When it comes to applied technology, no industry is more boots on the ground (pun intended) than the construction industry.
A U.S. Chamber of Commerce report published in 2018 found only six percent of contractors used wearable technology, but an estimated 33 percent will be using this technology by 2022. However, a staggering 83 percent of contractors believe wearables could improve on-site safety.
Worker safety should be the number one priority for all contractors, as workers are the one resource businesses cannot operate without. Alternative materials, methods, and technologies are almost infinite — skilled workers are certainly not. According to the Associated Builders and Contractors of America, the construction industry will need to attract nearly 650,000 additional workers on top of the normal pace of hiring in 2022 to meet the demand for labor. Additionally, the number of construction workers ages 25-54 declined 8% over the past decade. Now more than ever, it is important for companies to keep their existing workers safe and healthy.
With the potential to enable workers to be both more productive and safer, wearable technology sits right at the intersection of two of the industry’s biggest challenges. Accordingly, Nabholz recently took the plunge into wearable technology and is testing the benefits of an exoskeleton on the job site.
Exoskeletons are like Ironman suits for construction workers. They mimic the human skeleton and generally feature motorized joints that increase the workers’ strength, provide lift support, reduce continuous strain, correct lifting posture, increase endurance, and support the workers’ backs, legs, and hands. Additionally, they mitigate accumulated stress from repetitive and prolonged tasks. For instance, if an electrician is performing overhead work, an exoskeleton can be used for physical support, reducing the risk of injury.
While full-body exoskeletons are available, more often than not, the types that show up on construction sites will support specific areas, like the back and arms. For example, mounted arm exoskeletons consist of a spring-loaded arm allowing a worker to carry a heavy tool, with the tool’s weight transmitted to the ground. With this device, workers can complete tasks much more quickly. Power gloves are usually used, for example, to increase the grip and twist torque of an individual. Sensors in the glove regulate how much force should be added to the worker’s native strength in order to complete a task while not destroying parts.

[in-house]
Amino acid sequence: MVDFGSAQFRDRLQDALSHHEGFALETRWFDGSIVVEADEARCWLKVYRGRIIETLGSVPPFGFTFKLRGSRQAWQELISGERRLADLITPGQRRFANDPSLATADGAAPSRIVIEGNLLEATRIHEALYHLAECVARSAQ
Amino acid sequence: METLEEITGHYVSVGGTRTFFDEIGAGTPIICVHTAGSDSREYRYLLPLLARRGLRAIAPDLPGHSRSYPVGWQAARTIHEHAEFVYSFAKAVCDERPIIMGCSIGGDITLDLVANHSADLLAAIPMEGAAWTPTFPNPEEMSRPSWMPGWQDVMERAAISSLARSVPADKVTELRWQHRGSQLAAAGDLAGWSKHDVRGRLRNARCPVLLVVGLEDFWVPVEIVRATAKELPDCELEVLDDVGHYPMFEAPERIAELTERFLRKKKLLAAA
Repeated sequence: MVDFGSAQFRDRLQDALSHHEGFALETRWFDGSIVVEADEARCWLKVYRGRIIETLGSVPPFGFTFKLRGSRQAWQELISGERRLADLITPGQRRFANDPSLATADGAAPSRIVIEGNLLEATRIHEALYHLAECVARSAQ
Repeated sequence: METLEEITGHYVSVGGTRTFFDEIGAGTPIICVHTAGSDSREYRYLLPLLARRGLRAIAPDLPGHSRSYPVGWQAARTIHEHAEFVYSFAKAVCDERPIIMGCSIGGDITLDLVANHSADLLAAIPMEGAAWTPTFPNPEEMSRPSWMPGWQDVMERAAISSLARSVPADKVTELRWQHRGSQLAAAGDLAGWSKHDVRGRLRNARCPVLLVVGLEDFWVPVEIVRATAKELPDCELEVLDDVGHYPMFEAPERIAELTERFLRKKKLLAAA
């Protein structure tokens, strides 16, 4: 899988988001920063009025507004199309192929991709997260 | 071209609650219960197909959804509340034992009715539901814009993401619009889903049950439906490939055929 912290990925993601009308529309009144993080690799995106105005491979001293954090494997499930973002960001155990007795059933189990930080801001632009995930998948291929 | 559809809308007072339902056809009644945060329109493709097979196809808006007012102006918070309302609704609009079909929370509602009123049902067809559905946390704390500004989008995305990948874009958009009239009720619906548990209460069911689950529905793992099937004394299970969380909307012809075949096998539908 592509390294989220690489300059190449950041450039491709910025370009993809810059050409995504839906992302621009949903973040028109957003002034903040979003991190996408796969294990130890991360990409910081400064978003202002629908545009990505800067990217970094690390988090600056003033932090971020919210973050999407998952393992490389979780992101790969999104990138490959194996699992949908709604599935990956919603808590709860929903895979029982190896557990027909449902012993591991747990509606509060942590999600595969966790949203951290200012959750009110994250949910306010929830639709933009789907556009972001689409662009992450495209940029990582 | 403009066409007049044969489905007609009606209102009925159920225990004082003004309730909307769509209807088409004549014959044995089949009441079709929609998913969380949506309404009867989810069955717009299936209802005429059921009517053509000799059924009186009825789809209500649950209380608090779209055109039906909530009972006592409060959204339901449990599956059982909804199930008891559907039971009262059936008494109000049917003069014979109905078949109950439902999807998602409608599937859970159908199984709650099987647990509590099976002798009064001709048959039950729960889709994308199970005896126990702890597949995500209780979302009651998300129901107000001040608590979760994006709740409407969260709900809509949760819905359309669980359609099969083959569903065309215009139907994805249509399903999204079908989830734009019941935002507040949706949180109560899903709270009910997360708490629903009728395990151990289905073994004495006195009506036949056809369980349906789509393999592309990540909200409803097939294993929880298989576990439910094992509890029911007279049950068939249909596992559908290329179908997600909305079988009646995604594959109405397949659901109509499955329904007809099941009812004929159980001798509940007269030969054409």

This technology might have another surprising benefit — opening up the construction industry to workers of different ages or with differing abilities. With the possibility to increase productivity, improve safety, mitigate time off for injuries, and allow more workers to enter the construction industry, exoskeletons will inevitably become more and more common on job sites.
However, exoskeletons are just one category of wearable technology being adapted to fit the construction industry —smart PPE, emergency alert devices, and wearables with built-in GPS all have the potential to improve job site safety.
Smartwatches quickly gained popularity once they hit the market, and for good reason. Consumers enjoy the ability to communicate instantly and receive and review feedback.
Along with these factors, some construction wearables designed to be worn around the wrist come with additional capabilities that allow workers and contractors to monitor heart rate and step count to prevent overexertion, detect falls and immediately alert emergency personnel, and enable hands-free communication.
Manufacturers have also added smart features to hardhats, like a sensor band inside the hard hat, capable of detecting fatigue, preventing microsleep, and sensing proximity to prevent potential collisions.
Safety glasses are already part of standard PPE for construction workers but outfitting simple safety glasses with new technology could allow them to play a bigger role in worker safety. Through collecting feedback, smart glasses provide additional layers of information to workers. This technology, known as augmented reality, combines physical surroundings and computer-generated imagery and presents both together in real time. In the case of smart glasses, this enables workers to wear goggles that not only keep their eyes safe but also show them vital information about leading edges, hazardous materials, and safety protocols.
THE FUTURE OF WEARABLE TECHNOLOGY IN CONSTRUCTION
Though wearable technology presents many advantages, some factors might slow the pace at which contractors integrate it on job sites. Cost presents the biggest challenge. However, like price trends for technology used by the general public, this cost should lower when other manufacturers work to meet demand for these types of wearable products. And, make no mistake, demand for this technology will only increase as more workers retire or no longer have the physical ability to perform critical skilled labor.